I use to also hate flawed institutions and government. Being informed wasn’t particularly interesting because the more I learned, the more I felt disconnected from a society that didn’t represent me. Many people feel that their government doesn’t represent them and many people don’t vote because they think that all of the candidates are all the same and don’t represent THEM. But I see how vastly different the candidates are and how close elections can be.

I use to think, what can one person do? There is SO MUCH wrong with society. As I became more informed, involved and curious, I saw the power in individuals. One person is more than one person, that person is part of a community, family and social structure. Their one voice hold with it the power of their collective shared values and their experiences. Their one voice has the ability to motivate and inspire others and in that choir of voices there is the power to shake up the foundation of society.

It is all of our roles and responsibility to do what we can with our time, actions and resources to make this world better, not worse.

Better: is expansive; it allows for greater opportunities, freedoms, and resources. It is fluid and doesn’t view the world as white or black but sees the complexity, and range, of human experiences. It meets people where they are, and yet invites them to more fully express everything that they already are. It isn’t about limitations or denial, or about what is right or wrong.  It is acceptances of what is and growth through learning. Better is involvement and action and connection to those around you. Maybe this fight doesn’t affect you but if it did you would want your friends, community, and government to have your back and support you in whatever decision you thought was right for you at that time so maybe, just maybe, it affects us all.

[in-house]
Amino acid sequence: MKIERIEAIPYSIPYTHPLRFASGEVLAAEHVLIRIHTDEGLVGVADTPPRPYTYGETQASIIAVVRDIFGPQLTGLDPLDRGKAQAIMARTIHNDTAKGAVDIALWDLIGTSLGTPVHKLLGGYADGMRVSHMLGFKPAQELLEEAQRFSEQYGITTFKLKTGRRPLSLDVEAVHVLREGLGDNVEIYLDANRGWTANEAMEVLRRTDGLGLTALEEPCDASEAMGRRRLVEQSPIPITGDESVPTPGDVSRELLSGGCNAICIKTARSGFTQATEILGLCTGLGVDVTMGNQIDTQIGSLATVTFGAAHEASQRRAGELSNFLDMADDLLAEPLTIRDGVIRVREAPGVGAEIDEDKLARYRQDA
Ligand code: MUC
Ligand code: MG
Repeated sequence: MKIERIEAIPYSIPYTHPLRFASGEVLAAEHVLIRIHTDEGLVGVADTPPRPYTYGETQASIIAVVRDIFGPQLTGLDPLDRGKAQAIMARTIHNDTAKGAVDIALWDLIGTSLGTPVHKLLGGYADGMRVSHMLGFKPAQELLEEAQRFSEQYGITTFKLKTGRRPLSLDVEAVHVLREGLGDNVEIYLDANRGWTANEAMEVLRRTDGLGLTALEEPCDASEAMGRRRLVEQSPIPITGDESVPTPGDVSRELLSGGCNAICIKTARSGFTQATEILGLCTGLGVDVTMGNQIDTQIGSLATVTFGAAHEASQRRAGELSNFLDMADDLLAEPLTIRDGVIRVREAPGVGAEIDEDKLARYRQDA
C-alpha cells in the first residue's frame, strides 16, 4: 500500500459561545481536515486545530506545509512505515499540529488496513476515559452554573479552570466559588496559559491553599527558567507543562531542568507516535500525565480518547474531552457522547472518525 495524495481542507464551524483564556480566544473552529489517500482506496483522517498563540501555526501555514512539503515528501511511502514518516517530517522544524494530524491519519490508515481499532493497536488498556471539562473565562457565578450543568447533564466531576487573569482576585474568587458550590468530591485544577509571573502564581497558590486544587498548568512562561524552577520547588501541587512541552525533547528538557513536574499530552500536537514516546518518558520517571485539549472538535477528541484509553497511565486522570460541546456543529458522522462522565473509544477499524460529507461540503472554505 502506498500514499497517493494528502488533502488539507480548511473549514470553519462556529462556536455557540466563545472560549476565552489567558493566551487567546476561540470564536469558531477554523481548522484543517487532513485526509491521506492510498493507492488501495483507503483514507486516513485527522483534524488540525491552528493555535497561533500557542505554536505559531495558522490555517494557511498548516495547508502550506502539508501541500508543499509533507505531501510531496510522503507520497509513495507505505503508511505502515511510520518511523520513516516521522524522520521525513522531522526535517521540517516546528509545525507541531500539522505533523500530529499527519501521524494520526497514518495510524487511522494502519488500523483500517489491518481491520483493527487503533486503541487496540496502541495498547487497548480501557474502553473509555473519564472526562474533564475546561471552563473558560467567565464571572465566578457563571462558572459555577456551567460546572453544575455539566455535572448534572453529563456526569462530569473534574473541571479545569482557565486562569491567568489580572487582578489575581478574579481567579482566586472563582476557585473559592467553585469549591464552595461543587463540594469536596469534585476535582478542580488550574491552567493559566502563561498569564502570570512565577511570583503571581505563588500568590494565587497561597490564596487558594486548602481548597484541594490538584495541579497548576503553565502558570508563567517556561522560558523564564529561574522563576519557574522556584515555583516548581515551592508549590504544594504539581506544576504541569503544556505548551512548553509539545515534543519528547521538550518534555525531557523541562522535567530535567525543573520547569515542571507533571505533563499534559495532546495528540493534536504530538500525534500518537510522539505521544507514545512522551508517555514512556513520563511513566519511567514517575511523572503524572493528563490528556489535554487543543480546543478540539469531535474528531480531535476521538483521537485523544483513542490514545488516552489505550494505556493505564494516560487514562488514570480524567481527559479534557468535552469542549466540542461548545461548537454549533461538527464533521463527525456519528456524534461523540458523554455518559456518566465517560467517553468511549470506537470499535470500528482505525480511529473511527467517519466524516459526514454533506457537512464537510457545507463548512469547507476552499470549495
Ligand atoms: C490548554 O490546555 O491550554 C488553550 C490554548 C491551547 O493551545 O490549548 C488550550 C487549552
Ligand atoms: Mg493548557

*i think*

So I have been developing this little theory in my head and I haven’t quite sifted it all out but I am going to write about it, regardless. Now I feel like I am going to begin oversimplifying and making general statements that aren’t entirely fair for me to make but for the sake of the formation of this idea, I am pretending that I know nothing about the generalizations and stereotypical thinking I might potentially embark upon. Instead I am going to try to get to the source of this idea.


So I am a white girl and I don’t know what it is to be black. I have no idea. I don’t know what it is like to live in the ghetto or the real struggles of black communities but I can draw from the things that I do know and the world conveyed to me through those that, perhaps, do know. I just got done reading Malcom X and A people’s history of the United States these books hold within them the stories of struggles and challenges and the reality of society in that time. Within the civil rights movements there was a very solid clash between the theories of the nation of Islam and Martin Luther King. I am sure that some would argue that at the core what both groups wanted was very similar but their ideas about the nature of reality was very different. The result was clashes in ideology and what resulted was conflict. And as Malcom X was moving towards a concept of social responsibility that unified himself and made the conversation less about the differences between the factious group but about the unification within the culture, he was murdered.